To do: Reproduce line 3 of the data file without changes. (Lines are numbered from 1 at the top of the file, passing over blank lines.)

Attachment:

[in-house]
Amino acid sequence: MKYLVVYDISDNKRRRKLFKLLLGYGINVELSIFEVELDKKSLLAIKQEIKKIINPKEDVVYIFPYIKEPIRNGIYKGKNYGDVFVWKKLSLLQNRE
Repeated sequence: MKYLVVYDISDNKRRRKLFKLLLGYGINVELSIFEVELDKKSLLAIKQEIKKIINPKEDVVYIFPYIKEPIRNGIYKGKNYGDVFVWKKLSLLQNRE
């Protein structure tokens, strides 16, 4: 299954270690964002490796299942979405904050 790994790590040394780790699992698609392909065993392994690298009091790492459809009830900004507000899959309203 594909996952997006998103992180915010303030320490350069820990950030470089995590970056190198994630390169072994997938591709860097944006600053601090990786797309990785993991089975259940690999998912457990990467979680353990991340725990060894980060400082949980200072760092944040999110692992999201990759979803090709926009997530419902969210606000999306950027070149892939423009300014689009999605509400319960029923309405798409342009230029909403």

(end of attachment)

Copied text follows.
Repeated sequence: MKYLVVYDISDNKRRRKLFKLLLGYGINVELSIFEVELDKKSLLAIKQEIKKIINPKEDVVYIFPYIKEPIRNGIYKGKNYGDVFVWKKLSLLQNRE